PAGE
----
Fodor's Expert Review Tower of London

The City Castle/Palace/Chateau Fodor's Choice
Tower of London, London, England

Nowhere else does history seem so vividly alive as in this minicity begun by the Normans more than 1,000 years ago. In its time, the Tower has been a fortress, a mint, a palace, an archive, and the Royal Menagerie (which formed the kernel of the London Zoo). Most of all, however, it has been known as a place of imprisonment and death. Thousands of unfortunate souls, including numerous aristocrats and even a few sovereigns (some notorious traitors, some complete innocents), spent their last days here, several etching their final recorded thoughts onto their cell walls, and pints of royal blood have been spilled on its stones. Executions at the Tower were reserved for the nobility, with the most privileged beheaded in the privacy of Tower Green instead of before the mob at Tower Hill. In fact, only seven people received this dubious "honor," among them Anne Boleyn and Catherine Howard, two of Henry VIII's six wives. The White Tower, the oldest building in the complex (which is actually... READ MORE

Nowhere else does history seem so vividly alive as in this minicity begun by the Normans more than 1,000 years ago. In its time, the Tower has been a fortress, a mint, a palace, an archive, and the Royal Menagerie (which formed the kernel of the London Zoo). Most of all, however, it has been known as a place of imprisonment and death. Thousands of unfortunate souls, including numerous aristocrats and even a few sovereigns (some notorious traitors, some complete innocents), spent their last days here, several etching their final recorded thoughts onto their cell walls, and pints of royal blood have been spilled on its stones. Executions at the Tower were reserved for the nobility, with the most privileged beheaded in the privacy of Tower Green instead of before the mob at Tower Hill. In fact, only seven people received this dubious "honor," among them Anne Boleyn and Catherine Howard, two of Henry VIII's six wives. The White Tower, the oldest building in the complex (which is actually made up of 20 towers, not just one) is also its most conspicuous. Begun by William the Conqueror in 1078 and whitewashed (hence the name) by Henry III (1207–72), it contains the Armouries, a splendid collection of arms and armor. Across the moat to the right is the riverside Traitors' Gate, to which the most famous prisoners were rowed to bring them to their impending doom.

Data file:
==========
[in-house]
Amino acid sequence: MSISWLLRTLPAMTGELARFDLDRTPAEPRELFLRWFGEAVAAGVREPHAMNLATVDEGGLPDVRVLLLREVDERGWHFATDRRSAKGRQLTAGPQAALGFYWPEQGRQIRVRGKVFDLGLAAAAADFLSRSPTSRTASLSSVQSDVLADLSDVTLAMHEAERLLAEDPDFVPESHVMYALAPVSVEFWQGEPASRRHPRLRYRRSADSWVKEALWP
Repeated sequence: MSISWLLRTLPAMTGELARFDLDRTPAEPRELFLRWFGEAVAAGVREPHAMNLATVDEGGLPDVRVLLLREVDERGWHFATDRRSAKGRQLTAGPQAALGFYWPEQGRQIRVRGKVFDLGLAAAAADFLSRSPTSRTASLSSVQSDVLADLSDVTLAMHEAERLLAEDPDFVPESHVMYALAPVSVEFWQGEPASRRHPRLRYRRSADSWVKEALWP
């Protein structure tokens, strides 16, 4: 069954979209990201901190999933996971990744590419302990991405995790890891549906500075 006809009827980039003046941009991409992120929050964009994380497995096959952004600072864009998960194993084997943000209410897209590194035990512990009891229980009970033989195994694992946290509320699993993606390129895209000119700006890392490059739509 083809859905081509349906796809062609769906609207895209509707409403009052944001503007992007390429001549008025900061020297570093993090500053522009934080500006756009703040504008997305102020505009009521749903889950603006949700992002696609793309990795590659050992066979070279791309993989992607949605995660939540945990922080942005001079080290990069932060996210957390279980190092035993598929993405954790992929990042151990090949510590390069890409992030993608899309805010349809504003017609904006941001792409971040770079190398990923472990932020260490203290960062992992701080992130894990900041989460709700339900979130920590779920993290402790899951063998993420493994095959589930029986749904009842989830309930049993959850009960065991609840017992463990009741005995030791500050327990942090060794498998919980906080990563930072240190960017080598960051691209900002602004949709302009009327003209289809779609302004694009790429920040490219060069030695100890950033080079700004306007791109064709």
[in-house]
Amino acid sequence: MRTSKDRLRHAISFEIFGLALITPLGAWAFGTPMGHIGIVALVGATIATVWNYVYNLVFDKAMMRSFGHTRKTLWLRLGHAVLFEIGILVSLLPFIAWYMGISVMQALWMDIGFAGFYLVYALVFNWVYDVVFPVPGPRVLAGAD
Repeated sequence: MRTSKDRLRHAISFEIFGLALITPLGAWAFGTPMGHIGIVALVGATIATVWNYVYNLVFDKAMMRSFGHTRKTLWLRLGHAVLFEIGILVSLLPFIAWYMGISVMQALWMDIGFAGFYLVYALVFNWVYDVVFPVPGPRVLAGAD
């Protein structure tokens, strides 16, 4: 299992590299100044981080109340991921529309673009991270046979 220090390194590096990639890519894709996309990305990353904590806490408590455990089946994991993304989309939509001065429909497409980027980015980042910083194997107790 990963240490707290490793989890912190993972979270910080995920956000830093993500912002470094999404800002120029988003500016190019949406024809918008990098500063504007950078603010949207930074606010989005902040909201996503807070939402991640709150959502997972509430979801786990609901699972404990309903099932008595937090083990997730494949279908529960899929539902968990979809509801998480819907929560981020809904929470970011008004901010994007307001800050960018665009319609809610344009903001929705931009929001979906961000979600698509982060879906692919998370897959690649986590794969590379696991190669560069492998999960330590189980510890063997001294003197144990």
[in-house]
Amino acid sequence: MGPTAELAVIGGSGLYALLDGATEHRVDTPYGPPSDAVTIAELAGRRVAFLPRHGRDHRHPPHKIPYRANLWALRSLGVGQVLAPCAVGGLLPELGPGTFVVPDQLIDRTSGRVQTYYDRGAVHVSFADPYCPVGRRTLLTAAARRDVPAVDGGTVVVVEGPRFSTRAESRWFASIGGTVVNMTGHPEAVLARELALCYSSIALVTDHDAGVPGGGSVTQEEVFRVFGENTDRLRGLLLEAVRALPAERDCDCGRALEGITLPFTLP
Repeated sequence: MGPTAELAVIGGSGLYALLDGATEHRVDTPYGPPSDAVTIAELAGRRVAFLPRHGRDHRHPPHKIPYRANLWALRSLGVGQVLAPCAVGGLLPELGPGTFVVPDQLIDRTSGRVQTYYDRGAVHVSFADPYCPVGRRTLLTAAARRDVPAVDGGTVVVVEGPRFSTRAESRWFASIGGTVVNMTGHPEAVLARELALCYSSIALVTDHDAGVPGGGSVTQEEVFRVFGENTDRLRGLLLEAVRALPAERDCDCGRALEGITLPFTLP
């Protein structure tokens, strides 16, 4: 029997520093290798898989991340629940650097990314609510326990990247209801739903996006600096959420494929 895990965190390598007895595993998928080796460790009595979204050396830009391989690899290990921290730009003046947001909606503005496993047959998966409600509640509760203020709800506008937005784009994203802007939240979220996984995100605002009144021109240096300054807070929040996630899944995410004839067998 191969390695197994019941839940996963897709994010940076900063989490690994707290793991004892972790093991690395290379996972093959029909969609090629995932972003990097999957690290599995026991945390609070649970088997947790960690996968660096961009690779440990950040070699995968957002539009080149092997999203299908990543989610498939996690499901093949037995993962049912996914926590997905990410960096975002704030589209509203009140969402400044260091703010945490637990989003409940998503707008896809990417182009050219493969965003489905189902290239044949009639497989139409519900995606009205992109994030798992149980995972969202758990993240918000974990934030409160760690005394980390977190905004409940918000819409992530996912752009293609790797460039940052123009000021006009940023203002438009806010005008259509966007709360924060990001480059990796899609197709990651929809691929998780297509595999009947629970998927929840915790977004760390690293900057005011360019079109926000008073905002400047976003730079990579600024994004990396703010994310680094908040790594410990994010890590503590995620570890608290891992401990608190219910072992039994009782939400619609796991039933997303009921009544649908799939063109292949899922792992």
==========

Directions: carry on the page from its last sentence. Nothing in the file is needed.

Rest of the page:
Opposite is the Bloody Tower, where the "little princes in the Tower"–-the uncrowned boy king Edward V and his brother–-were consigned by their wicked uncle, who then took the crown for himself, thus becoming Richard III. The boys were never seen again, widely assumed to have been murdered in their tower prison. Also not-to-be-missed are the gorgeous Crown Jewels in the Jewel House. The original crown, orb, and scepter, symbols of monarchial power, were destroyed during the English Civil War; the ones you see here date back to after the Restoration in 1661. The most impressive gems were added only in the 20th century, when their countries of origin were part of the British Empire. Free 60-minute tours of the Tower depart every half hour or so (until mid-afternoon) from the main entrance. They are conducted by the Yeoman Warders, more popularly known as Beefeaters, who have guarded the Tower since Henry VII appointed them in 1485. Veterans of Britain's armed forces, they're easy to spot in their resplendent navy-and-red Tudor uniforms (scarlet-and-gold on special occasions). Keep an eye out for the ravens upon whose residency of the Tower, legend has it, the safety of the kingdom depends. Avoid lines by buying a ticket in advance online, by phone, or from the automatic kiosks on Tower Hill. For free tickets to the 700-year-old Ceremony of the Keys (the locking of the main gates, nightly between 9:30 and 10), write several months in advance; check the Tower website for details.

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Quick Facts

Tower Hill
London, Greater London  EC3N 4AB, England

020-3166–6000

www.hrp.org.uk

Sight Details:
Rate Includes: £24.50, £26.80 (£22.70 online), £28 (£25 online)

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